CHARLES TOWN – After President Obama and his Republican challenger Mitt Romney faced off for their first presidential debate at the University of Denver on Oct. 3, we went to the Spirit’s Facebook page and invited readers to tell us which candidate won, and why.
Many readers who shared their thoughts on the Spirit’s Facebook wall or privately in emails agreed with news commentators who labeled the debate a huge victory for Romney, a former Massachusetts governor. Most who posted didn’t go into their rationale at all, but said simply that Romney dominated this initial debate on domestic policy – and that he won by a large margin.
Some also leveled criticism at moderator Jim Lehrer, the PBS NewsHour host (and part-time Charles Town resident), for not requiring more specifics from the two candidates.
Below, a sampling of some of the more detailed responses to our post-debate inquiry:
Shauna Azar: “Romney came off as intelligent and well-spoken. Obama seemed to just fumble and repeat over and over what he was coached to say.”
Pat Mesich: “America lost. I say we vote for None of the Above.”
Kendra Michelle Thompson: “Although Obama could have come out a little stronger, Romney definitely showed [his] true colors when he said ‘poor people.’ Obama is truly for the middle-class people, and that’s where America needs the help and support the most. Education and health care are big issues.”
Eric Watland: “Obama was too polite. Lehrer lost control and allowed Romney to have the last word in every instance. Mitt has interesting answers. He said that his plan for Medicare was not a voucher … then described a voucher plan. He explained how he would implement his successes in his Massachusetts healthcare to benefit all Americans. His plan was an individual mandate – which is the same as ObamaCare (RomneyCare).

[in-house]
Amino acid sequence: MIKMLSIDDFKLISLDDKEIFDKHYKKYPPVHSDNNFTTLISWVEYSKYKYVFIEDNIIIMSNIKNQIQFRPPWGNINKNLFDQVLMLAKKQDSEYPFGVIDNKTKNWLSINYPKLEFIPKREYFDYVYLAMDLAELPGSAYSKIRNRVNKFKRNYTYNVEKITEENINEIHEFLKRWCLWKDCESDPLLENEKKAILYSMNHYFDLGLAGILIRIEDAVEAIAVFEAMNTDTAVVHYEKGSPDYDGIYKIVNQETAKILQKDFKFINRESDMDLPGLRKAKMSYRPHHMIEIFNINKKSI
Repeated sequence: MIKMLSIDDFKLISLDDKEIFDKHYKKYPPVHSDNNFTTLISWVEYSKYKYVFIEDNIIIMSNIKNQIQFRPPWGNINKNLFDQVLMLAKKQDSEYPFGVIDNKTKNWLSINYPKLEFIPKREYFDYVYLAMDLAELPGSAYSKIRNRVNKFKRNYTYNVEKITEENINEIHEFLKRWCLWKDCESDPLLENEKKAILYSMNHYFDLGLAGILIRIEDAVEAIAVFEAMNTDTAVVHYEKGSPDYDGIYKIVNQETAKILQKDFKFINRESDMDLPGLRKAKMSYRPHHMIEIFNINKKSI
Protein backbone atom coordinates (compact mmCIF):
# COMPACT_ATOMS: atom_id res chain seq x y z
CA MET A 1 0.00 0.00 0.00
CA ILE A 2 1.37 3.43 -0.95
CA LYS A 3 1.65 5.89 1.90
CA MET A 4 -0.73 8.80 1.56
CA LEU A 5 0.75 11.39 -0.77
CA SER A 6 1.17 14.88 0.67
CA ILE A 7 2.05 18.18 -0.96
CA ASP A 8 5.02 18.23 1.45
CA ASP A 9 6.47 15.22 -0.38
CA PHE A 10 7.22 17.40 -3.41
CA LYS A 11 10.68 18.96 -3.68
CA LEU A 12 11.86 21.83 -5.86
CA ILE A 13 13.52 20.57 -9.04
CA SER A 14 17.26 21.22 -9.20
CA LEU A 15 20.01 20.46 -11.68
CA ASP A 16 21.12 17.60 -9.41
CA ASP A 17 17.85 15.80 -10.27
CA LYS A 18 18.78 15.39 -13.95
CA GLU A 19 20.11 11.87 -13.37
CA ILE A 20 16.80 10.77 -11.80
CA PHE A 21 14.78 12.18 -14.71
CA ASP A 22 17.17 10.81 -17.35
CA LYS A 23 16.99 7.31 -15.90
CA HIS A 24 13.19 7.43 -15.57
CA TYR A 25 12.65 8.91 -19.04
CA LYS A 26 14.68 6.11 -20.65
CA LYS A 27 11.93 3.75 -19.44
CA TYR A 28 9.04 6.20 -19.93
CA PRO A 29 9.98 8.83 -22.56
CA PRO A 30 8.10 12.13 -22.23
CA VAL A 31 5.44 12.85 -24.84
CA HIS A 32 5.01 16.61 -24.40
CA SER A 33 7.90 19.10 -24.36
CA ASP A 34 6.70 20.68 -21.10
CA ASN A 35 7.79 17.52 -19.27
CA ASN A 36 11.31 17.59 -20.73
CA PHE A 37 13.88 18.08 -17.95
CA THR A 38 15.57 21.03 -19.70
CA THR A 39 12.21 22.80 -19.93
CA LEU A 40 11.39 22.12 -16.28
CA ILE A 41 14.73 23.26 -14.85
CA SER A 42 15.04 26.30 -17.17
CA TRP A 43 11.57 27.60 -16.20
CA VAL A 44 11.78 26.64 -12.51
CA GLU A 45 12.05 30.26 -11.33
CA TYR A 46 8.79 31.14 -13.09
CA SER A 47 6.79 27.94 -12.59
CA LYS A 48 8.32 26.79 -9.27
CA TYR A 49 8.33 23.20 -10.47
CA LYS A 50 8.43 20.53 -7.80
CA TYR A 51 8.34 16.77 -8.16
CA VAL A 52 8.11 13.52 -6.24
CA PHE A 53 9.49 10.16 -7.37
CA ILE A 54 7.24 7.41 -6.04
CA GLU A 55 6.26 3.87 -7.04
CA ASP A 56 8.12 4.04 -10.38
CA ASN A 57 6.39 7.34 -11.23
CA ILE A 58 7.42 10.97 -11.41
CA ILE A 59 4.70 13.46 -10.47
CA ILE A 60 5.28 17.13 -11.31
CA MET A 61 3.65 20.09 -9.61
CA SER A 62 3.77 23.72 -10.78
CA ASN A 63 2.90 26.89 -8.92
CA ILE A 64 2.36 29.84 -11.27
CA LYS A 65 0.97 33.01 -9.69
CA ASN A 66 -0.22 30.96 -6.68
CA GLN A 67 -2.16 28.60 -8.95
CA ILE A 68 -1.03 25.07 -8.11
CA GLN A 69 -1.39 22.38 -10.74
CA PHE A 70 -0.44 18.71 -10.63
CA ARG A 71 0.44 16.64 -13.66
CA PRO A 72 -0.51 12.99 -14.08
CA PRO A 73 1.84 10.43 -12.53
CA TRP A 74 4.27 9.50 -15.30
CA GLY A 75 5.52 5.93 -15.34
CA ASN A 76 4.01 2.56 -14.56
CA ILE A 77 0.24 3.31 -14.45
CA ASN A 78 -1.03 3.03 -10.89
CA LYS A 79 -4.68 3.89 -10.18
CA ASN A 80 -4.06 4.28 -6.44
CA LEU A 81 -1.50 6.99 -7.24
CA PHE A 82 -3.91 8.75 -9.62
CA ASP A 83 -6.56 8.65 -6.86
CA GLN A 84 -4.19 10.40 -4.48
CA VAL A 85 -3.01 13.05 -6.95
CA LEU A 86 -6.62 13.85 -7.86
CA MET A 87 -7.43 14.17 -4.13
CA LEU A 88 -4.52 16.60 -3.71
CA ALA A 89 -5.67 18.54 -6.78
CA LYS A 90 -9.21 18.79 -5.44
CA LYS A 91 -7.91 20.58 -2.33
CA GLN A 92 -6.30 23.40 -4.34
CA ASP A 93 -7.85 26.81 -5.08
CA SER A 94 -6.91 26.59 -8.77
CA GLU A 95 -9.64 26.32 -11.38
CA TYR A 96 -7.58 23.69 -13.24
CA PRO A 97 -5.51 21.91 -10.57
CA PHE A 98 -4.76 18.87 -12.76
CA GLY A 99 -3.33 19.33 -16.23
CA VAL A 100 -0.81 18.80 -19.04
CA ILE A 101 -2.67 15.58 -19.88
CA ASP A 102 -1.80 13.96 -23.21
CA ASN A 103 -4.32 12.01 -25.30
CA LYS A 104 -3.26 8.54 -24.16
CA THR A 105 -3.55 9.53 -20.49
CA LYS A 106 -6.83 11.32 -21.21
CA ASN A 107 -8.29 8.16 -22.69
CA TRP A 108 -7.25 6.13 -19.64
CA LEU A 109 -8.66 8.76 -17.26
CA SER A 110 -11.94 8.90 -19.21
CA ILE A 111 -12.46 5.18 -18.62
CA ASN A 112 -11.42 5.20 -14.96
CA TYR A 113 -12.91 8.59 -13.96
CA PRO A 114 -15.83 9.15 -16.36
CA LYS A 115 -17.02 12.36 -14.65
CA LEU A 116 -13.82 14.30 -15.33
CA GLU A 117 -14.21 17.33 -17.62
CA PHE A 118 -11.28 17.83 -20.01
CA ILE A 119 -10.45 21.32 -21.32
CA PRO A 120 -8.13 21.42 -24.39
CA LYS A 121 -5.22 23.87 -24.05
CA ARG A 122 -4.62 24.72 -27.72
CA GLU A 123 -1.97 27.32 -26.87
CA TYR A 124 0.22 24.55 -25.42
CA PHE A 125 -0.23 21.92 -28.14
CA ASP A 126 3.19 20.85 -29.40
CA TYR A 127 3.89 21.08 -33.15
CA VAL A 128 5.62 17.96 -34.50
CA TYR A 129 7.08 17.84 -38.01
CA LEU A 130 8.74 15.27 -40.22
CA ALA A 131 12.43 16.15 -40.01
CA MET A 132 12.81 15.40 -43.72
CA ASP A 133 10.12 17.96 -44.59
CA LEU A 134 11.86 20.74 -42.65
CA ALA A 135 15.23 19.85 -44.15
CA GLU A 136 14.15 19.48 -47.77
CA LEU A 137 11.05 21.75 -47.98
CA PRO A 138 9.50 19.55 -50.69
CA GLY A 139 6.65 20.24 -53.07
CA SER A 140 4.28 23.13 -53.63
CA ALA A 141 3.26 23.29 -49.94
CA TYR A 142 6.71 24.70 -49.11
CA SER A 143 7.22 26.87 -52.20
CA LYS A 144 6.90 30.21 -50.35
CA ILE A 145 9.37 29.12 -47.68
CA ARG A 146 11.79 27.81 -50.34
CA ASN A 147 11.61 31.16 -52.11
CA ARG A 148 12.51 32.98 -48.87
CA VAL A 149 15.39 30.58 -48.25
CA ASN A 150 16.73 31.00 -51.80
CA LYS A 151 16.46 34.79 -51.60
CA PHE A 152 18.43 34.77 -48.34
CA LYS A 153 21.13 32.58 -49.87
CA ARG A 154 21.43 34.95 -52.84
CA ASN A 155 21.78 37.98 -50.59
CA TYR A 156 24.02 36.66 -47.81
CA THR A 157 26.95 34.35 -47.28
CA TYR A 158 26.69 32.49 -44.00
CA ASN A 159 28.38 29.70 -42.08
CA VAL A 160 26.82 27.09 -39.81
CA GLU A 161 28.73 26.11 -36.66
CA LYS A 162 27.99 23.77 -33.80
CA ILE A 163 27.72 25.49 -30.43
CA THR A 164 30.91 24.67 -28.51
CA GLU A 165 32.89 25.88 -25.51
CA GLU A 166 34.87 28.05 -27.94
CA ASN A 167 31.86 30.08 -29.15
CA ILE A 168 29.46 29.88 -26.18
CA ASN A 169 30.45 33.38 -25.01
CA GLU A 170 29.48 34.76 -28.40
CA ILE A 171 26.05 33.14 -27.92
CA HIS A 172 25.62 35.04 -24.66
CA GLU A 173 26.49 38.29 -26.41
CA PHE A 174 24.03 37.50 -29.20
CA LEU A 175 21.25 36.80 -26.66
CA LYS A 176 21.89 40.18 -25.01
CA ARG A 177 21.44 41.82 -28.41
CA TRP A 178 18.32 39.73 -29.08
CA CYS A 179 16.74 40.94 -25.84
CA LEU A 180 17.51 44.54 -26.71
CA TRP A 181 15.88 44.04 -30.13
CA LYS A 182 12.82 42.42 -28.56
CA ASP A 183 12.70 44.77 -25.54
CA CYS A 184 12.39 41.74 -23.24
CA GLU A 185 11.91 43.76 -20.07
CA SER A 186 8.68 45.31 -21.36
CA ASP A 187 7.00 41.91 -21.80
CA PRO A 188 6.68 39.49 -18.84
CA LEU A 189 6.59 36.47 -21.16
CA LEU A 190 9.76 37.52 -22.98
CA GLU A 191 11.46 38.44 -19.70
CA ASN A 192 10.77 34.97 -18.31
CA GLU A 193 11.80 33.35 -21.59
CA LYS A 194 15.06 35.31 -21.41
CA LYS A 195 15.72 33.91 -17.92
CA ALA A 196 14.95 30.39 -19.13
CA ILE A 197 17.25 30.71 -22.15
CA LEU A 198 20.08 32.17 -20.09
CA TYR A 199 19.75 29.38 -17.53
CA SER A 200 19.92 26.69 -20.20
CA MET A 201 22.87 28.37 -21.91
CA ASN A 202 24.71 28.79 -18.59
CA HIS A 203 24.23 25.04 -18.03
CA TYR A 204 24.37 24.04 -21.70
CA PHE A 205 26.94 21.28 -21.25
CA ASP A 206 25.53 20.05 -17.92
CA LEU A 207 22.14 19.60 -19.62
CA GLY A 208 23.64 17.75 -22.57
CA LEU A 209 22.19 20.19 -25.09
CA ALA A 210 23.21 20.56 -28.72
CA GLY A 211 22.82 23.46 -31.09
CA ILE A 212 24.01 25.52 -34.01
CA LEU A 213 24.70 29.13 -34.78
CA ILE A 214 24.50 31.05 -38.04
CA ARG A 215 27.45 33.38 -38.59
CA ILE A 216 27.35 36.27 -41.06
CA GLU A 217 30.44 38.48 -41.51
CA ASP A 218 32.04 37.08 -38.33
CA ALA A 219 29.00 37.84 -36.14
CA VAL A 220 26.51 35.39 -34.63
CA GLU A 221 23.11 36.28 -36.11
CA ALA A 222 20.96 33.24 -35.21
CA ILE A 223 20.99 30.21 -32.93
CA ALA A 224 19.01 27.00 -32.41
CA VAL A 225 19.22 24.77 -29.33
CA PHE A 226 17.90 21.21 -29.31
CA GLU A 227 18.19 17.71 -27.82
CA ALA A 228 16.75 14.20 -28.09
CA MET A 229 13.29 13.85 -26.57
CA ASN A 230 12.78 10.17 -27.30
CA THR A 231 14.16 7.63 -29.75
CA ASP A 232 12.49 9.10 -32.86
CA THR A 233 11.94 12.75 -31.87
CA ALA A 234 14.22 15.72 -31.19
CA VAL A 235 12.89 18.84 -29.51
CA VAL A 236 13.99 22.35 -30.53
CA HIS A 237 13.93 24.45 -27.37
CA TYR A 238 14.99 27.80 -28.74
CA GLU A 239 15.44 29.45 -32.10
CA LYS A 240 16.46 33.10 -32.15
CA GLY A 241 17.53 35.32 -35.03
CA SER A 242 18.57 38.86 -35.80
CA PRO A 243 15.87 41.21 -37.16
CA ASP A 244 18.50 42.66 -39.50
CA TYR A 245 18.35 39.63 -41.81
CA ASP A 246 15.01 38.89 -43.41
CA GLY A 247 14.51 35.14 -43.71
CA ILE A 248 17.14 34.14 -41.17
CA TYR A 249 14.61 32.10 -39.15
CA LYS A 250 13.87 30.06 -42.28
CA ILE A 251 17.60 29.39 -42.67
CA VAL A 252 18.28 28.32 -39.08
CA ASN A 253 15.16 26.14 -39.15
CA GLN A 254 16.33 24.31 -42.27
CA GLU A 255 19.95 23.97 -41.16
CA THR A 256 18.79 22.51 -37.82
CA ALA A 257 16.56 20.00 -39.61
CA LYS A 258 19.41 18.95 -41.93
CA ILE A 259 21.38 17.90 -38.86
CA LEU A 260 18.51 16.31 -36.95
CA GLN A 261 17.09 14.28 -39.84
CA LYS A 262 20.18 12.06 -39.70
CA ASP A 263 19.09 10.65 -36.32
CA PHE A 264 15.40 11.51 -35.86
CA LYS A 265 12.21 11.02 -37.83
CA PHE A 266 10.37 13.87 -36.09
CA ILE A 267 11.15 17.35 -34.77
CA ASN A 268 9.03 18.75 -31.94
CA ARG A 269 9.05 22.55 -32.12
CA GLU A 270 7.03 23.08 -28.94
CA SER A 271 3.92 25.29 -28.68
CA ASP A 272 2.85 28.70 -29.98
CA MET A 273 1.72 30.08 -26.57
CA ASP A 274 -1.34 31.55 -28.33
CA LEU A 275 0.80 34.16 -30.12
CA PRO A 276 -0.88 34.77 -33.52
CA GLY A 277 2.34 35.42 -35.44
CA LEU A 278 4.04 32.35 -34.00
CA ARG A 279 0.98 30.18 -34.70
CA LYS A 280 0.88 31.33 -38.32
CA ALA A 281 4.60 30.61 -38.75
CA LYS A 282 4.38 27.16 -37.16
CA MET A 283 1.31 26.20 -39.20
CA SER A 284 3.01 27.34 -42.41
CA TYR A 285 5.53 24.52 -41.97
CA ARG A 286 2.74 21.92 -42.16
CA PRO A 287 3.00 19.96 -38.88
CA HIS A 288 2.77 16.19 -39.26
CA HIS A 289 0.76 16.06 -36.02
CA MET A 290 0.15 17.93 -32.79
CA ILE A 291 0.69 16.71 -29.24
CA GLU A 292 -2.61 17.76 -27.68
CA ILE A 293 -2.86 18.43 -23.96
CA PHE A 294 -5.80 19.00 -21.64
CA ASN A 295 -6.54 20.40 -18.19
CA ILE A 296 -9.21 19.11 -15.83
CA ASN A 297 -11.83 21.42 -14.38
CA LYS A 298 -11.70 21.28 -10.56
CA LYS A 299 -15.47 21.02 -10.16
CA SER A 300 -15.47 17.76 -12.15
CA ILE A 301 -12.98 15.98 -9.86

“He is still going to cut taxes huge so the government has less money, increasing defense spending … and somehow eliminate the deficit. No details provided on that fiscal miracle. Just read the [post-debate] fact checks. Romney’s nose will be quite a bit longer. To his credit, Romney was aggressive. And that’s all that really matters when it’s time to vote?”
Amy Rissler Brinkley: “Romney [won], by a long shot. He actually comes with experience and the confidence to deliver his message.”
Donna Taylor: “Romney prevaricates in typical Republican fashion: ‘Details? See me after my election when you’re all screwed. I am looking out for my peers, not you, the American working class (including veterans).’ ’’
Jesse Longerbeam: “Romney knew how to answer his questions correctly with NO hesitation. Obama said ‘uh-uh-uh’ [as he started] almost every sentence. More lies?”
Robert Thornton: “Romney [won]. I can’t say I agree with him on everything, but Obama must be stopped.”
Becky Sullivan: “Despite the fact that the president spent more time talking and going over time, he lost me when he lied that Medicare didn’t require co-pays on well care. I take care of both parents’ medical care and all four pay copays for everything! Also, he said that 98 percent of middle-income taxpayers had their taxes go down under his watch, LIE. How come then did ALL the five tax paying adults I do taxes for have tax increases? Romney wins it for me.”
Lori Robertson: “Romney on salesmanship. Obama on facts.”
Angie Fraley Coffman: “I don’t think Obama was as strong as he could’ve been but I’m sure there’s a reason behind it. Everyone will see. It’s still early.”
Laurie Ogden: “I cannot believe [both Fox and CNN] are agreeing Romney won and complimenting him. Maybe a new day?”